Tuesday, May 29, 2012

The Great Equalizer

Sea Gem is a fantastic boat.  But like any boat, she is forged in compromise.  She is wide, which makes for a roomy interior but hurts sailing ability.  She is heavy, which makes for a comfortable motion but hurts sailing ability.  She has short masts, which permits her to clear low bridges but hurts sailing ability.  She has a shallow keel, which permits her to explore shallow areas in the Keys and Bahamas but hurts sailing ability.

Getting the point?  Sea Gem is not the best sailing boat out there.  We knew that going in, of course.  Sea Gem is designed for comfort and flexibility, at the expense of sailing speed.  Because Sea Gem has small sails for her size, she sails particularly poorly when the wind is light.  When the wind really picks up, so does our speed, and we don't have to reduce sail as quickly as other boats.  In fact, we hit 10 knots in a real blow (45-knot gusts), so Sea Gem can definitely move with the proper motivation.  But in light air, Sea Gem barely gets by and, more often than not, we need to fire up an engine (or two) to make any decent headway.

This past weekend, we sailed to Key Largo from Miami.  The wind was blowing about 8 to 10 knots.  Normally, we would expect to make no more than 3 knots in wind that light--slow enough to require some "iron wind" (engine) if we want to get anywhere at any particular time.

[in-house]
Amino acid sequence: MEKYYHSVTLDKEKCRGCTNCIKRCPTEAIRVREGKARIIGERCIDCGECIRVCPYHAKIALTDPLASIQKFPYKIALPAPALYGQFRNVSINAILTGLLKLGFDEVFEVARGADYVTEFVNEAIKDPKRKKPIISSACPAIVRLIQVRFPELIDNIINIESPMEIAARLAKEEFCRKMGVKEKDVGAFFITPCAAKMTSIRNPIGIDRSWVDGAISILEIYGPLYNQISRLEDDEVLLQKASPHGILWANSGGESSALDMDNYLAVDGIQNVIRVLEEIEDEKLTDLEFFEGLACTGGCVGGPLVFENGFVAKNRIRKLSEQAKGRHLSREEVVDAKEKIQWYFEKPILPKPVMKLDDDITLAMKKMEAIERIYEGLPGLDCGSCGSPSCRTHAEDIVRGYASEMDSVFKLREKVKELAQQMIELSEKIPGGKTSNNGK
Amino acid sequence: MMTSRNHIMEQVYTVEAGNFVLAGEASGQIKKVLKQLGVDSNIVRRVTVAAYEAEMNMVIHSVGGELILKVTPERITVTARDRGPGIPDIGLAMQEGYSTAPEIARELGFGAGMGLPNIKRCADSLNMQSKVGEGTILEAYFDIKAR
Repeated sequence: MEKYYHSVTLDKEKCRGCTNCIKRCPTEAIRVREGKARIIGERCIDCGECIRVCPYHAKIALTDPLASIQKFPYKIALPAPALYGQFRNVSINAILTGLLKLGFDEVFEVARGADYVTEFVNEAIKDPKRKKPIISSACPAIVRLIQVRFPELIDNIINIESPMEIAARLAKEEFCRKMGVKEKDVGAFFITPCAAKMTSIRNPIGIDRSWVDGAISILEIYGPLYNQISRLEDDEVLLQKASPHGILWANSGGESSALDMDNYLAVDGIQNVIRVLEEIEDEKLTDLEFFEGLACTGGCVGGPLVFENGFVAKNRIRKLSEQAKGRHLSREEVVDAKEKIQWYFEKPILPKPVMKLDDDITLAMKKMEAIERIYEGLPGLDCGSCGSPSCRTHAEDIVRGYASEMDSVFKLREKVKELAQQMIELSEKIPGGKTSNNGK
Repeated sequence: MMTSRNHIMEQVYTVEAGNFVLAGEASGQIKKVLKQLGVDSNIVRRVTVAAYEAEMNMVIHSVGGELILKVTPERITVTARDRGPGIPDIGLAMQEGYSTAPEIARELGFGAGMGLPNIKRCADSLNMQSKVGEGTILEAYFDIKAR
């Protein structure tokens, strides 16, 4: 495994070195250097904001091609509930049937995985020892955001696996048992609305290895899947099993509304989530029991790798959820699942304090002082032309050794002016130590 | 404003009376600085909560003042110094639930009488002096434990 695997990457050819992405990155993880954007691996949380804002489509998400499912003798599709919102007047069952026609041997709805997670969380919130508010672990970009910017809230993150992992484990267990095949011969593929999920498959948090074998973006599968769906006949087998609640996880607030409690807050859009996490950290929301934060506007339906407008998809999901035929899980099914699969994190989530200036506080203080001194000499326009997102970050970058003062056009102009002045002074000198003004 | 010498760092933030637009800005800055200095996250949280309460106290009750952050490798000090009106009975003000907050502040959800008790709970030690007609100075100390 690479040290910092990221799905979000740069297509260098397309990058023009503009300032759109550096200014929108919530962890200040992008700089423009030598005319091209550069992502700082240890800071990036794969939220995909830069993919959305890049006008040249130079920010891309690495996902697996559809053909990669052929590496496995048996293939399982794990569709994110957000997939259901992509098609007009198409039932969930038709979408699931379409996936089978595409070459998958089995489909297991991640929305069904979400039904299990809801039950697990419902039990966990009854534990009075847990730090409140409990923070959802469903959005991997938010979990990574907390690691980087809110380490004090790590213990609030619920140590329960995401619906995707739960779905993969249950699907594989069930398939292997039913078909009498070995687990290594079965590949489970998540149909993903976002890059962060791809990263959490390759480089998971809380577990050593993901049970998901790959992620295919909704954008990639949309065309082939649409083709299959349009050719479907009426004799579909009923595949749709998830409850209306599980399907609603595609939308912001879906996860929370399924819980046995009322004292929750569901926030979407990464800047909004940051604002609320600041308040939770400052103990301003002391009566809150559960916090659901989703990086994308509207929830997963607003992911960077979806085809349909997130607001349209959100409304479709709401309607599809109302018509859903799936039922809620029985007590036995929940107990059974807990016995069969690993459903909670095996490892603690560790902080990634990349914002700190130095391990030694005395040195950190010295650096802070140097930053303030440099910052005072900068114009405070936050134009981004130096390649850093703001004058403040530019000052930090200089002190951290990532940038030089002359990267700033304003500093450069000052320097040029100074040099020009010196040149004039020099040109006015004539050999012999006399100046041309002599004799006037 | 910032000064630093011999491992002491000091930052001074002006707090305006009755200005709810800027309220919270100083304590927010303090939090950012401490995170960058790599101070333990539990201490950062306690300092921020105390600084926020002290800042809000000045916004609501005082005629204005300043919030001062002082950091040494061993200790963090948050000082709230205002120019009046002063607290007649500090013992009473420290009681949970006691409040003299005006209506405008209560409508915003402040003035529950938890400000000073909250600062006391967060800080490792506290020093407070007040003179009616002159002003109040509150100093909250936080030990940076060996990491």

This time, however, we tried out the cruising spinnaker that came with Sea Gem.  We never got around to trying it before, but we will certainly be using it again at the earliest opportunity.  For non-sailors, a spinnaker is the giant, colorful sail in the front of a boat that puffs up like a balloon.  It is lightweight and is designed to achieve top performance in light winds.  In our case, the spinnaker made Sea Gem forget altogether that she is heavy and slow.

With the spinnaker, we made half the wind speed in light air.  At 10 knots of wind, we did 5 knots.  When the wind picked up to 14 knots, we did 7 knots.  Compared to our regular light-air performance, we nearly doubled our speed, which, in sailing, is nothing short of phenomenal. 

Speed aside, the spinnaker has its pros and cons.  On the downside, it is much more difficult to handle than our regular, roller-furling headsail.  First, it must be organized on deck:

Then, it must be hoisted manually in its sock:

Then, it needs to be untangled:

Then, the sock must be hoisted:

Finally, the sail needs to brought under control:

Handling the spinnaker is definitely more complex than our regular headsail, which requires little more than pushing a button.  But, on the plus side the spinnaker sure looks incredible (the "SG" stands for Sea Gem):

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